Mitochondrial Function, Metabolic Regulation, and Human Disease Viewed through the Prism of Sirtuin 4 (SIRT4) Functions.

TitleMitochondrial Function, Metabolic Regulation, and Human Disease Viewed through the Prism of Sirtuin 4 (SIRT4) Functions.
Publication TypeJournal Article
Year of Publication2019
AuthorsBetsinger, CN, Cristea, IM
JournalJ Proteome Res
Volume18
Issue5
Pagination1929-1938
Date Published2019 05 03
ISSN1535-3907
KeywordsAging, Communicable Diseases, Diabetes Mellitus, Gene Expression, Heart Diseases, Humans, Hyperinsulinism, Liver Diseases, Mitochondria, Mitochondrial Proteins, Molecular Targeted Therapy, Neoplasms, Neurodegenerative Diseases, Protein Conformation, Protein Processing, Post-Translational, Sirtuins, Substrate Specificity
Abstract

<p>As cellular metabolic hubs, mitochondria are the main energy producers for the cell. These organelles host essential energy producing biochemical processes, including the TCA cycle, fatty acid oxidation, and oxidative phosphorylation. An accumulating body of literature has demonstrated that a majority of mitochondrial proteins are decorated with diverse posttranslational modifications (PTMs). Given the critical roles of these proteins in cellular metabolic pathways and response to environmental stress or pathogens, understanding the role of PTMs in regulating their functions has become an area of intense investigation. A major family of enzymes that regulate PTMs within the mitochondria are sirtuins (SIRTs). Albeit until recently the least understood sirtuin, SIRT4 has emerged as an enzyme capable of removing diverse PTMs from its substrates, thereby modulating their functions. SIRT4 was shown to have ADP-ribosyltransferase, deacetylase, lipoamidase, and deacylase enzymatic activities. As metabolic dysfunction is linked to human disease, SIRT4 levels and activities have been implicated in modulating susceptibility to hyperinsulinemia and diabetes, liver disease, cancer, neurodegeneration, heart disease, aging, and pathogenic infections. Therefore, SIRT4 has emerged as a possible candidate for targeted therapeutics. Here, we discuss the diverse enzymatic activities and substrates of SIRT4 and its roles in human health and disease.</p>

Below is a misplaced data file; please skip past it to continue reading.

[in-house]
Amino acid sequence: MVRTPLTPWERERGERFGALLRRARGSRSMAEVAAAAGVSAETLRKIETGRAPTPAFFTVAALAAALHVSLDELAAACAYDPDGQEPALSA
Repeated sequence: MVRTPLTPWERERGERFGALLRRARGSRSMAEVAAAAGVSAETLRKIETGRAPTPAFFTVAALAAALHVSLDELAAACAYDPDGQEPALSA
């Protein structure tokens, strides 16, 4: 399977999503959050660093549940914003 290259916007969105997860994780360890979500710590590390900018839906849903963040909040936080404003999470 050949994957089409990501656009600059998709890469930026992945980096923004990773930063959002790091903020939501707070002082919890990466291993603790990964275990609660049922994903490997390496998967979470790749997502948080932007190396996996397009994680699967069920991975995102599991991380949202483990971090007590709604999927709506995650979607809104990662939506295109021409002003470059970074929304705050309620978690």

DOI10.1021/acs.jproteome.9b00086
Alternate JournalJ Proteome Res
PubMed ID30913880
PubMed Central IDPMC6889813
Grant ListR01 GM114141 / GM / NIGMS NIH HHS / United States
T32 GM007388 / GM / NIGMS NIH HHS / United States